Baclofen can result in physical dependence after long-term use. The withdrawal process from the drug can be uncomfortable and include symptoms like confusion, insomnia, tremors, and cognitive deficits. Medical supervision is recommended for baclofen withdrawal.
Baclofen withdrawal can be dangerous, especially for individuals who have used the drug long term or taken it repeatedly at higher doses. For this reason, users should never attempt to quit baclofen cold turkey or attempt to quit on their own.
Dangerous side effects of baclofen withdrawal, usually occurring within the first 48 hours of stopping, may include hallucinations, seizures, and respiratory problems.
For users prescribed baclofen for a spinal or spasm condition, abrupt discontinuation is advised against due to the following withdrawal symptoms:
Because there is such limited research on the recreational use of baclofen, it not known whether chronic recreational users of the drug experience the same withdrawal symptoms as users who have been prescribed the drug.
A 2016 case study of an individual who had been chronically abusing baclofen did indicate serious withdrawal symptoms, including short-term effects that included the following:
Even after being prescribed a lower dose of baclofen to reduce withdrawal symptoms, the user experienced severe anxiety for about six days.
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Baclofen is a drug prescribed to treat painful muscle spasms.
Most commonly, baclofen is taken orally as a tablet. It can also be given as a spinal injection by a health care provider.
Baclofen has been discussed and researched as a possible treatment for substance abuse and addiction. Research in this area is ongoing. Currently, the medication is approved only by the U.S. Food and Drug Administration (FDA) to treat spasms and spinal conditions.
While there is limited research on baclofen being used recreationally, some seek out the drug for the narcotic-like high it can produce when it’s taken in larger doses. Recreational use of baclofen is dangerous because of its possible reactions with other substances as well as the risk of overdose.
Baclofen is categorized as an anti-spastic muscle relaxer. It was first approved by the FDA in 1977 under the brand name Lioresal. Generic versions were approved in the 1980s. Today, only generic baclofen is available on the market.
Exactly how Baclofen works is unknown. Researchers believe the drug blocks nerve signals from muscles at the spinal cord level.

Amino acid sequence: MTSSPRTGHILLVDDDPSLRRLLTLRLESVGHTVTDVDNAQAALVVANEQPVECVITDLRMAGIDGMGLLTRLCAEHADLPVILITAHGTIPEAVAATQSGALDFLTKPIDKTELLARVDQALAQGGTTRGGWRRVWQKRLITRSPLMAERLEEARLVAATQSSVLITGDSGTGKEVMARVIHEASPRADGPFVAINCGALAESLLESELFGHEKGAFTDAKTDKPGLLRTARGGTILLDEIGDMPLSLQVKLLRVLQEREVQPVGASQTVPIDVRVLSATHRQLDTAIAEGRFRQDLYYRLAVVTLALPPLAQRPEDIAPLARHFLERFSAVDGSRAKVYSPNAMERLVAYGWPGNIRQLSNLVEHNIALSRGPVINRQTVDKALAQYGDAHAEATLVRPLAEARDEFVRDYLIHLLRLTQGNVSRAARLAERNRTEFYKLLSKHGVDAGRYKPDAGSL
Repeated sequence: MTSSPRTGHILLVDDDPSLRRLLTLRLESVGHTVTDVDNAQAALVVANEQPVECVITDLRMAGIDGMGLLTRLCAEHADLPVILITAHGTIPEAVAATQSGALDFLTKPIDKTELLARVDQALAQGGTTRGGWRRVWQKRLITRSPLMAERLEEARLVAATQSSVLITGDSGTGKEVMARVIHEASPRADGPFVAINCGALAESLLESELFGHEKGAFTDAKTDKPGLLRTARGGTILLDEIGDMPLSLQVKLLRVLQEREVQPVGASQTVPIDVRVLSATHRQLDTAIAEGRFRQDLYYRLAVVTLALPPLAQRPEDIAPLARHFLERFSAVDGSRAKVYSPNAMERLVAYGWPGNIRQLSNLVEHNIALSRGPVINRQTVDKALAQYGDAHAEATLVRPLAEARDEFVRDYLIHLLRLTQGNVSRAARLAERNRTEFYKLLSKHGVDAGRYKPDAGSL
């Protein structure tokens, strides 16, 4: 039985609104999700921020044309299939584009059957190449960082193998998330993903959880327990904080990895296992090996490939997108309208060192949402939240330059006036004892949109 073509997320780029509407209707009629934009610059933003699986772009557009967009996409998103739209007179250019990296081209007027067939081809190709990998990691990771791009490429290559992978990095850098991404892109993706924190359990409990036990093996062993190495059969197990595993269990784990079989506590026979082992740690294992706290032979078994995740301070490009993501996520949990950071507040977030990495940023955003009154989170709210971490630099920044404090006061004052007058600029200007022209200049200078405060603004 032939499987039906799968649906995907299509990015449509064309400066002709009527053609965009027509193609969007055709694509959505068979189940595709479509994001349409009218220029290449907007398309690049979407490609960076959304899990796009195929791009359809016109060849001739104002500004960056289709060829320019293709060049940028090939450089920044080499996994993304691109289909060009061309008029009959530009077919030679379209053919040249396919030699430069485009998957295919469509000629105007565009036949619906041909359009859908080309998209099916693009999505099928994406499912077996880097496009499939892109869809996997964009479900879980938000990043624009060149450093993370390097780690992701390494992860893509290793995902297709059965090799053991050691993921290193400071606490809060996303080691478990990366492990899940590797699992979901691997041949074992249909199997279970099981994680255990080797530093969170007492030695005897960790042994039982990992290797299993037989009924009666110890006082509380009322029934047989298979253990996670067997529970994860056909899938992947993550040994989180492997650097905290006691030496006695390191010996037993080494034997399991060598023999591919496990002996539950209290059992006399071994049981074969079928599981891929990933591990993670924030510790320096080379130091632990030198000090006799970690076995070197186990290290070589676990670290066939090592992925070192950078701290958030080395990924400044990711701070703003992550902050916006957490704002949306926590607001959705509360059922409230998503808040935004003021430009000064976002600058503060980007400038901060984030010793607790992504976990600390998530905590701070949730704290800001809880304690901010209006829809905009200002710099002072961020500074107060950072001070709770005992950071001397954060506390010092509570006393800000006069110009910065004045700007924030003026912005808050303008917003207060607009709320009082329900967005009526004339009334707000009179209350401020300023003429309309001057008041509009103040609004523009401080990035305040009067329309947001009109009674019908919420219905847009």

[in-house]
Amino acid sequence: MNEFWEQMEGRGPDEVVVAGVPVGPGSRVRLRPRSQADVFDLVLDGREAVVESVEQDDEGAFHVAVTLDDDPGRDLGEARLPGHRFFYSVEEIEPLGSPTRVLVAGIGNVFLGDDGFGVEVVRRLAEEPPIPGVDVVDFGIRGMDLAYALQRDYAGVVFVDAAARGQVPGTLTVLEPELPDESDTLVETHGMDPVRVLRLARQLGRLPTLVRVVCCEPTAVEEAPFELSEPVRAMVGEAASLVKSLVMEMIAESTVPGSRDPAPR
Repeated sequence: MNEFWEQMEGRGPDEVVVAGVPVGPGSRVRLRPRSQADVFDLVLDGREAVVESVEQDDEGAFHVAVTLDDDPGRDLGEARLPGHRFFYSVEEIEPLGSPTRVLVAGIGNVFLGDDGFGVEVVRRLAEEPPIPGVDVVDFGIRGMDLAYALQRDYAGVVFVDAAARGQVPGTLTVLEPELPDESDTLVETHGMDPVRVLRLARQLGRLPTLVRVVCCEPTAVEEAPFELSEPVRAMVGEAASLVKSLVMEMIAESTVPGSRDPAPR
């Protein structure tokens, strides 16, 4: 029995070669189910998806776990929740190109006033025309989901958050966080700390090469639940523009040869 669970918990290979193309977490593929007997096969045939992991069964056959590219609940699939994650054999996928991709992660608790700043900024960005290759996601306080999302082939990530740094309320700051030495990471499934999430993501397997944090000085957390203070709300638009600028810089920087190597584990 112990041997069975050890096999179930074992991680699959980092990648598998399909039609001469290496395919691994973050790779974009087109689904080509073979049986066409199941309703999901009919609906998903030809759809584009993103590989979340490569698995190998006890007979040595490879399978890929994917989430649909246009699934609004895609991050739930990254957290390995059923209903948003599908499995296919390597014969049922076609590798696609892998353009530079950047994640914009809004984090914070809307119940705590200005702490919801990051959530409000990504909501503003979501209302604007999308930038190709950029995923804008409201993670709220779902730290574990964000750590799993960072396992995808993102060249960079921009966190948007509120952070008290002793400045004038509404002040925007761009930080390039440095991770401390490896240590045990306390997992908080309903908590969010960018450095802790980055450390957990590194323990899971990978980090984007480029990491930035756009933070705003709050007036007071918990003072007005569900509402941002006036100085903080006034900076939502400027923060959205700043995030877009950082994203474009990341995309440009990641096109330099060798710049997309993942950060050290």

While some aspects of its mechanisms remain unknown, prescribers understand baclofen is a GABA (gamma-Aminobutyric acid) receptor agonist, which may aid it in acting as a central nervous system depressant, helping it to block nerve signals related to spasms.
Generally, baclofen is used to treat only specific types of spasms, often those related to multiple sclerosis, Huntington’s disease, spinal cord injuries, and spinal cord diseases.
While the FDA has approved baclofen only for anti-spasm use, researchers have discussed it as having the potential to treat addiction and dependency problems. Reports indicate that by quieting certain processes and affecting neurotransmitters like dopamine, baclofen may reduce drug-motivated behaviors.
Although there is little research on baclofen being used recreationally, it’s clear from online forums and reports that some individuals use the drug to get high. It’s unclear whether these are users who were previously prescribed the drug to address a spasm or spinal cord condition, or people who have been able to obtain baclofen without one of these qualifying conditions.
There is also a risk that some users who have been prescribed baclofen for off-label use — for example, to treat their alcoholism or regular marijuana use — may begin to abuse the drug or become dependent on it.
Because these individuals may have had underlying issues beforehand that led them to their dependency problem in the first place, being prescribed baclofen for off-label use — especially without medical supervision — may lead to further dependency problems.
This may be especially true for individuals who have not received therapy to address the possible trauma or emotional problems at the root of their substance use disorder (SUD) but have been prescribed baclofen for off-label use to treat their addiction problems.